1920 on wards: Handled by the Provincial Courts

Alberta
1867-1919: Required an Act of Divorce
1920 on wards: Handled by the Provincial Courts

British Columbia
1867 on wards: Handled by the Provincial Courts

Searching for Acts of Divorce
So, if you\’re looking for a divorce requiring an Act of Divorce, you should look at newspapers, the Canada Gazette, and either the Statutes of Canada, or  Journals of the Senate of Canada. For newspapers, your ancestor needed to publish in two newspapers in the County or District they resided. If the area only had one newspaper, then check adjoining counties and districts for a notice to fill the required second newspaper.

Source: http://www.collectionscanada.gc.ca/databases/canada-gazette/093/001060-119.01-e.php?image_id_nbr=6005&document_id_nbr=2015&f=g&PHPSESSID=8i2g20bsfvmevairlhl5rhkci5

The Canada Gazette is commonly referred to as \”the official newspaper of the Canadian Government\”. It\’s a fascinating read all by itself. I may have to devote a whole blog post to this in the future. It contains public notices of every shape and variety. It was published only in print from 1941 to 1998. From 1998 to 2014 there was both a print and online version. From 2014 on wards it is only available digitally. For divorces pre 1968 you\’ll want to go to Collections Canada\’s issues from 1841 to 1998. They have a searchable database. I typed \”divorce McDonald\’ in the keyword search and there are 407 results. The earliest was in 1843. Now keep in mind though that the search will look for your search terms on a whole page, not just a specific notice. For instance, one of my page results had a notice for a petition to divorce, but the name \”McDonald\” had to do with a completely different notice on the same page that had nothing to do with divorce.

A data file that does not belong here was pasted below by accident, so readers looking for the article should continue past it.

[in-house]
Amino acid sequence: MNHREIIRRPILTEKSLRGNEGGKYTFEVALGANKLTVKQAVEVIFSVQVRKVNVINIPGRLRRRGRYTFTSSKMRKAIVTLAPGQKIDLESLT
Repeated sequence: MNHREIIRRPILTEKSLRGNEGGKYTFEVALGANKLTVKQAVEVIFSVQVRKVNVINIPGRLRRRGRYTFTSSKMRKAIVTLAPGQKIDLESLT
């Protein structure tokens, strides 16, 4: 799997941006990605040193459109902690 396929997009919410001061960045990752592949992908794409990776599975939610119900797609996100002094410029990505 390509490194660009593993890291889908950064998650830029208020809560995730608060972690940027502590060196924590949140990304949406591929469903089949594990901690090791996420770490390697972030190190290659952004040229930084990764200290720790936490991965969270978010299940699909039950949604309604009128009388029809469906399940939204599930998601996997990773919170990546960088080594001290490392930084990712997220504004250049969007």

Now, if the Act of Divorce was granted, you\’ll next want to look for a transcript of the Act in the yearly Statutes publications. Thankfully Library and Archives Canada has a searchable index here. I typed in McDonald and got 10 hits. The index gives the following information:

  • Name of Petitioner
  • Name of Spouse
  • Which publication it\’s in
  • The year published
  • The reference number, or Act number
With this information, you can then get a copy of the Act. Check your local library to see if they have copies in their holdings. The link above to Library and Archives Canada\’s database also has links to help you find which libraries has copies of the publications. Internet Archive, my new best friend, also has digitized copies here. If you are unable to find it online or in your local library, you can apply to Library and Archives Canada for a copy. Information on reproduction requests can be found here.

Next post we\’ll take a look at sources from 1968 and later.

2 thoughts on “D-I-V-O-R-C-E Part 1 – Before 1968

  1. In 1911 my grandfather established residency in Detroit and after one year could file for divorce and remarry there. I remember when the law changed in the 60's and made it TOO easy (and relatively cheap)to get a divorce. Many people getting married went in with the idea that \”if it doesn't work out, we'll just get a divorce\” !!Those who said that, did.

    Like